The Killing Room Visits the Post-Apocalyptic Hospital

Probably not a metaphor for Obama-care
Kayam Rajaram

What do you get when you combine two grizzled tyrants, a sinister doctor, and ghoulish offspring chained to brick walls? I'm not really sure. And if you go see Daniel Keene's The Killing Room, you may not be, either.

The play, directed by Nick Flint, is billed as a version of the myth of Atreus and Thyestes, Greek lore's most vengeful brothers—but it seems to owe more (a lot more) to Beckett. Some exchanges are practically word-for-word quotations. The premise, as far as it's discernible, is that Ed (David Deblinger) and Cy (Christopher Baker) were once kings, but after some unexplained apocalypse (Endgame much?), they're shivering in hospital beds, hooked up to IV drips streaming endless bags of blood. They dread the return of their families. I'm guessing that's because one of them ate his kids in the original myth—but it's hard to tell, because Keene fixates on gory imagery at the expense of storytelling.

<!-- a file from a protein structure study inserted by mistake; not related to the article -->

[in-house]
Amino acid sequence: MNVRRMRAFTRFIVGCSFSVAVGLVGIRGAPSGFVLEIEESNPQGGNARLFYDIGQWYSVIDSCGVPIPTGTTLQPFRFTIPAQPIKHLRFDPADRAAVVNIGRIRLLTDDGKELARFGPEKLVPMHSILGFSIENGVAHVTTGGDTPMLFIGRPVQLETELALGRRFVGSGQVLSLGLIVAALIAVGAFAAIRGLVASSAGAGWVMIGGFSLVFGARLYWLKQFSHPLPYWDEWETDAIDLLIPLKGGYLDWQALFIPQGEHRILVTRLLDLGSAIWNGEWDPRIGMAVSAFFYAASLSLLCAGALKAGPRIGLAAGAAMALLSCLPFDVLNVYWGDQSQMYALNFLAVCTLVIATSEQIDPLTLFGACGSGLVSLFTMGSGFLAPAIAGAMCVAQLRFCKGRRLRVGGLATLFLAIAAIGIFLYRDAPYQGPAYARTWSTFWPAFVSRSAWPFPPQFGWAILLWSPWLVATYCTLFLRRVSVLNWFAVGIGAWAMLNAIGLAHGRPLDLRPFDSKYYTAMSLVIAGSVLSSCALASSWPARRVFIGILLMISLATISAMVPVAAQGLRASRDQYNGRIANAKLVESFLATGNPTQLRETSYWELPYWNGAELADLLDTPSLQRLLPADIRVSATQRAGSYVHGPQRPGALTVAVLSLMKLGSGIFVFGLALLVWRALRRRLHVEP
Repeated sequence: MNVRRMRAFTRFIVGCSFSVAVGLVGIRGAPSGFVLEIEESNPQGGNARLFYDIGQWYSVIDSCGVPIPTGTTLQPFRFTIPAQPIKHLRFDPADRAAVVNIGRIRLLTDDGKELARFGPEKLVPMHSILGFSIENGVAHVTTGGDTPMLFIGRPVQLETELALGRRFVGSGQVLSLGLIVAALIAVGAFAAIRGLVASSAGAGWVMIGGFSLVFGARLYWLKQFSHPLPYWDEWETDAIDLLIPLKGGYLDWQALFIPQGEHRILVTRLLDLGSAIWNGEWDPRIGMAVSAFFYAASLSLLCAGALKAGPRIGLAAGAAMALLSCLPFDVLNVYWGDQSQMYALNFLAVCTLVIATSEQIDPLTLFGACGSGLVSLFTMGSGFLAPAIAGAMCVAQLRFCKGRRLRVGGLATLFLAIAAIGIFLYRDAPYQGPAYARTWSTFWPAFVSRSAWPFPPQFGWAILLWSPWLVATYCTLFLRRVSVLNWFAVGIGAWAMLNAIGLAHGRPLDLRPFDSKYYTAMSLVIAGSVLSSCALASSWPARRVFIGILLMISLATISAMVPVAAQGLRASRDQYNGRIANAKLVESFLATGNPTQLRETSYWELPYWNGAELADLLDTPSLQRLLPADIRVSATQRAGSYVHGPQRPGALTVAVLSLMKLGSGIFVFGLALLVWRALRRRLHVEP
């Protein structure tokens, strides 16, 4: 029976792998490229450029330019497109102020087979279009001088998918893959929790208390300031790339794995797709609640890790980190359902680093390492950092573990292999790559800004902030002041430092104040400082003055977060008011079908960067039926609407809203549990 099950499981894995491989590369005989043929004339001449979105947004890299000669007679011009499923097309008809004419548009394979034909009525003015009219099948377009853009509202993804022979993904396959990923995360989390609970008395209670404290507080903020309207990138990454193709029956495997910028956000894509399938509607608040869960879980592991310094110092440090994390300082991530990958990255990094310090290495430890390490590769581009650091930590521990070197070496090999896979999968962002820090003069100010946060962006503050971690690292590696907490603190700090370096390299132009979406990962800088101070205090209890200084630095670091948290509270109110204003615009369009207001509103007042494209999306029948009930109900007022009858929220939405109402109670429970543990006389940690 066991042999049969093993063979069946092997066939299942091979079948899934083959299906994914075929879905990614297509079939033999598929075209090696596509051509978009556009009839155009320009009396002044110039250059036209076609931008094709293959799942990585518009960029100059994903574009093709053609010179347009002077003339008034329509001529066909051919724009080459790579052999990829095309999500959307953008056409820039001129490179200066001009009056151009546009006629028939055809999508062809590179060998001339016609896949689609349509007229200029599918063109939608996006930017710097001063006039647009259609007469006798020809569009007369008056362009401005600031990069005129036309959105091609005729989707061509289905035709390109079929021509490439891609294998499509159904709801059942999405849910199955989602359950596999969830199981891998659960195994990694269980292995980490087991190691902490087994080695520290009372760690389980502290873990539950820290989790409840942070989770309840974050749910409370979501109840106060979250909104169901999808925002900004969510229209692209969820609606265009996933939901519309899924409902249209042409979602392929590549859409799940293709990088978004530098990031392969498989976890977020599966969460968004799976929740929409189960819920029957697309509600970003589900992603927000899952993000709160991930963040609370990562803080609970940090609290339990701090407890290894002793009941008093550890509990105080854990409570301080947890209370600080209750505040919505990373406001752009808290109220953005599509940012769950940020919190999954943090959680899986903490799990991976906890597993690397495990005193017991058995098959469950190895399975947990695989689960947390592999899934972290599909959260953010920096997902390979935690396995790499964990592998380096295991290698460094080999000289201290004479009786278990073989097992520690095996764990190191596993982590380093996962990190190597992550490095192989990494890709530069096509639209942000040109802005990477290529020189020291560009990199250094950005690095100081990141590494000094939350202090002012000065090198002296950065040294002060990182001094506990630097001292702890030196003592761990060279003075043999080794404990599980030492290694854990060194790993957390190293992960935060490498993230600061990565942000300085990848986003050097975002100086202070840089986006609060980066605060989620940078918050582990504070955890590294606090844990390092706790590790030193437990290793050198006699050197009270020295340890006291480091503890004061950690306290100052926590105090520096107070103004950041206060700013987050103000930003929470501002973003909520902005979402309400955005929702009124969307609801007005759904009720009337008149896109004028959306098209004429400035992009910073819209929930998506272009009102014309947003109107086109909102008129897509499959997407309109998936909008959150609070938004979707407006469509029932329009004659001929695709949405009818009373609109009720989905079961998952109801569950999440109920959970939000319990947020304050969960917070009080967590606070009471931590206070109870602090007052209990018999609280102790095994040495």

In the more amusing scenes, the brothers snipe and snarl, attempting to sabotage each other's IVs or poking at the putrid mush served up for lunch. But even here, Ed and Cy seem like a knockoff Hamm and Clov. Keene stuffs so many secondhand tropes into one show that the results are as murky as the unidentifiable goo on the duo's trays.

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